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Top Gear Philippines

Balete Drive

Anyone who's had his fair share of late-night drives will tell you that there really isn't much to the old "taxi horror" stories we used to hear as kids. Tales of ghostly apparitions and uninvited passengers tend to lose their charm once you hit driving age. "Just bored cab drivers who made a hobby of spooking their passengers to pass the time," you tell yourself as you make a turn into another dark deserted corner of Metro Manila.

You've frequented these city streets long enough to know that if there were indeed any ghastly beings out to get you, they surely would have made their presence felt by now. Despite this, there's still one stretch of road you think twice about entering in the wee hours past midnight. You pause for a short while at the corner. The street sign reads: Balete Drive.

It might not seem like it now, but Balete Drive was once considered to be the most haunted road in the country. Back then, it looked the part, too. Balete trees and old Spanish-era houses once lined the infamous street. These days, it's just another shortcut. It runs from E. Rodriguez to Aurora Boulevard, making it a convenient route for motorists who pass through the area.

Can you still remember the stories? Legend has it that a woman lost her life along the road many years ago. Some say she took it herself after her lover had decided to bolt prior to their big day. He left her hanging, literally. Locals would discover her cold, lifeless body swaying back and forth from a branch of one of the Balete trees that bordered the stretch. Others say she was raped and killed by a taxi driver in the area, and that she still roams the street to this day in search of the perpetrator.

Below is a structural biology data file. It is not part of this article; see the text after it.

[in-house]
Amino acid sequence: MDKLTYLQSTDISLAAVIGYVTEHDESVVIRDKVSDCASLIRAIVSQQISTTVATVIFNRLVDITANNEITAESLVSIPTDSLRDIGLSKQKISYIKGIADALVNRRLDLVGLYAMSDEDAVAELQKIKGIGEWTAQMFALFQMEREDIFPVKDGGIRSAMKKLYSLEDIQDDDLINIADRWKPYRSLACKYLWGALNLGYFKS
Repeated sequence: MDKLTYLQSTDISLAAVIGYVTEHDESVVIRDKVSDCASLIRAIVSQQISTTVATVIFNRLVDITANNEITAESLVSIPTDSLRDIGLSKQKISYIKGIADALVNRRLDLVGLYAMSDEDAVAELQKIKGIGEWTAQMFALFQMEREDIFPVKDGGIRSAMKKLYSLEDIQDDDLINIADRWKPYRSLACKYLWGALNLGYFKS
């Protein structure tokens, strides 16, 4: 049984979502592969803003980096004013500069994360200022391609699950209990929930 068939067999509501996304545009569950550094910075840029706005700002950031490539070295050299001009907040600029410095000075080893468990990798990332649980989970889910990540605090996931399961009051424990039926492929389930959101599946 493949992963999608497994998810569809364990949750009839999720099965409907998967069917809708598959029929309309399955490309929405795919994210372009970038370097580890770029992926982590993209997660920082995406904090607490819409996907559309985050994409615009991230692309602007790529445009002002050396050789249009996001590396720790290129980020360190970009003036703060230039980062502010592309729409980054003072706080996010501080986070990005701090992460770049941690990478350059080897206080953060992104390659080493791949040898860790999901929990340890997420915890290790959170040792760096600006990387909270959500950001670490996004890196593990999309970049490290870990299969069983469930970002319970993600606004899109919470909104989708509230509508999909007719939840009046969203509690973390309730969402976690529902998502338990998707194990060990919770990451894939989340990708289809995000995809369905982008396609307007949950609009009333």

You lock your doors, turn up the music and push on. "I still can't believe I used to buy all that crap when I was a kid," you think to yourself. And all that time, you imagined two scenarios in which this could happen.

The first went like this: You're driving home from work late at night when you come across a beautiful, long-haired woman in white looking distressed, signaling you to pull over. You roll down your window to ask her what's wrong. It turns out she just needs a ride to the end of the road.

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You look back through your rearview mirror every now and then just to see what's up, and she's just sitting there emotionless, staring out the window. You reach the end of Balete and turn around--she's gone. All the doors are still locked and you would've noticed for sure if she jumped out while the car was moving. A pedestrian sees you by your vehicle looking like you just saw a ghost. You just came face to face with Balete's "white lady," he explains.

The second version was, without a doubt, more haunting. You're speeding through Balete late at night when a young lady in white suddenly runs across the street. You swerve, narrowly avoiding what could have been a serious accident...or so you think. You scan the rearview mirror to find no one there, even exiting the vehicle to look around. To your relief, there's no mangled body and no damage to the vehicle whatsoever. And then you just blame your lack of sleep for imagining things.

A couple of minutes later, your car's air-conditioner starts acting up. It's cold. The windows are beginning to fog and you can see your own breath. You look back, and to your horror, she's sitting there staring at you, hair covering half her face. You're frozen in fear but you keep driving, hoping she'll decide to bugger off. But she won't. In fact, she's inching closer and closer each time you glance at the mirror. You close your eyes as you begin to feel her on the back of your neck, and as soon as you open your eyes again she disappears into thin air.

Still, you scoff at the thought of running into the spirit on such a well-lit, well-developed stretch of road. But hey, when was the last time you glanced at your rearview mirror while cruising down Balete Drive?

Photo by kj plma

 

Drei Laurel
Online Editorial Assistant
Drei's passion for driving began not behind the wheel of a car, but in front of a keyboard and computer screen, playing 'Need For Speed' for hours on end with his twin brother.
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